Brittany (Law) Foley ’09
After leaving Alma, Brittany completed a law degree and a master’s degree in urban planning. Now employed at dPOP!, she credits her Alma education with teaching her to learn about a subject quickly, distill the information down to key points, and take action. While at Alma, academic opportunities took her to Argentina, Ukraine, Ireland, Scotland, Hawaii, New York City, and Chicago.
My hometown when I was a student was
I graduated in
Economics and Foreign Service and minored in Mathematics and Political Science
I currently live in
I am now
Since graduating from Alma
I completed my J.D. from William and Mary School of Law and a Master’s of Urban Planning from the University of Michigan. At each institution, I held a merit-based fellowship and at U of M I was a graduate student instructor for a statistics course.
My Alma education
provided a great environment for figuring out what I wanted to do and broadened my horizons. Part of what is so great about Alma is that because it is such a small campus (which seems counter intuitive to broadening horizons), the level of trust between everyone in the community is amazing. For example, from an academic viewpoint the trust between faculty and students is really evident and I was afforded so many amazing opportunities because I got to be involved in research and not just lectured to about the research. From a social standpoint, the small size of the community meant that you really got to know people beyond just those in your core classes and some of my best friends were those I had very little in common with academically.
I think the most important part of my Alma education was the breadth of knowledge I acquired through the distributive education requirements and the depth I was able to acquire through guided research and study. At both W&M and U of M, I received research fellowships that I know I wouldn’t have received if I hadn’t had the opportunities I did at Alma. Even today, I am regularly tasked with a project that I know little about (commercial interior design in general, huh?). I think my ability to learn a lot about a subject quickly, distill the information down to the key points, and succinctly present a finding is why I am looked upon when we have unique projects and is something I acquired through the Alma liberal arts education.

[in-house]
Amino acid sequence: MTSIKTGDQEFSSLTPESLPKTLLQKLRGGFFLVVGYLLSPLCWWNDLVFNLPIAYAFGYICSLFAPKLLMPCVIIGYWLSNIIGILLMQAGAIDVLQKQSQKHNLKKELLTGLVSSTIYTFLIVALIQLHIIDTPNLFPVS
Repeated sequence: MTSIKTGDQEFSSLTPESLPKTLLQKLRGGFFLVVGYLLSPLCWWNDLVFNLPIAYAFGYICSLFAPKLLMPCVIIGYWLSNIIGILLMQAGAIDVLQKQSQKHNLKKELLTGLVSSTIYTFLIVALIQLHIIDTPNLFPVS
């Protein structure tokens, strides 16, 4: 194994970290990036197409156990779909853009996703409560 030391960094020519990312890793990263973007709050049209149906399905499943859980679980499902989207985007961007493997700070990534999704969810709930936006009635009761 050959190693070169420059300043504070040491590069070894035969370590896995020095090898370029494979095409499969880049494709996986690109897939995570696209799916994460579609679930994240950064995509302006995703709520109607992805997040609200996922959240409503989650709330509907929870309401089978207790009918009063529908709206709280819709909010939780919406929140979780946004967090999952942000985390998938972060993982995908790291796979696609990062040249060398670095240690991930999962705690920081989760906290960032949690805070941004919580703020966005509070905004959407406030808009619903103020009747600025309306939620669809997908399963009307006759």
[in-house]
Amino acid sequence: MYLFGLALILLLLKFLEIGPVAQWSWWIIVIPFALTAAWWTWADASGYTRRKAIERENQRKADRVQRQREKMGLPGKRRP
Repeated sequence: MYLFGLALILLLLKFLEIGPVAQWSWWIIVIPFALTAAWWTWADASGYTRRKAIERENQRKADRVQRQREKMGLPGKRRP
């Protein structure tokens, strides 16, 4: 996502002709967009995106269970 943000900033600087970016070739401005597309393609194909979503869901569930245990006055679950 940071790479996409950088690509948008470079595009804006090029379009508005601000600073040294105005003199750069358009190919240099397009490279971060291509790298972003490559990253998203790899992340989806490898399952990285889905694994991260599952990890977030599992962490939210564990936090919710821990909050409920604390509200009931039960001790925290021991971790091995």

Also, (and I don’t know exactly how to put this) at Alma you had to actually do something. It wasn’t enough just to read about a topic then take a test… I remember having to create research projects from very broad charges, or research a topic for MUN that was seemingly endless but become an expert on it in just weeks. We were required to be able to produce results not just answer questions. I really appreciate that I have carried this over into my graduate and professional career and am someone that is looked to when there is a project that is just “too big” to start or someone has a vision but no idea how to execute it. I see this all the time with people who have lofty ideas but no understanding of how to make them real because they never had to before. I feel very fortunate that my college background has enabled me to be someone who takes action and doesn’t have to wait to find someone else to help me implement ideas.
My favorite professors(s) included
all of the professors in the economics and political science departments. Whether it be classes that were theoretical and really made me reconsider how to think about problems from a very high level to ones that taught skills that transferred well beyond the course’s textbook content, I think the breadth of the courses really makes it difficult to pick a favorite about the others, but if I had to pick, I’d say my classes with Professors Mueller, Cunningham, Hulme, and Cartrite all helped me approach other subjects with a different perspective and I can honestly say that I can draw on specific lessons learned from each of these professors even now. (That is closely related to my advice to incoming students as well: make sure to venture out into the uncomfortable. You’ll learn a lot more in your “favorite” class if you can approach the subject from a completely opposite way of thinking than you will by simply reinforcing what you already know. Don’t learn in silos—the emerging jobs need people that can think and synthesize, not just repeat.)
My off-campus study experience(s) included
the Model United Nations team, which was a great experience that taught me a lot about my strengths and weaknesses in group-work situations. I also was active in Forgotten Children of Eastern Europe (FCEE), which allowed me to volunteer in Ukraine one summer and also help raise money and awareness for the kids at Alma. Other activities include a P-Global Scholar field research experience in Ireland and being a Posey Leadership Fellow.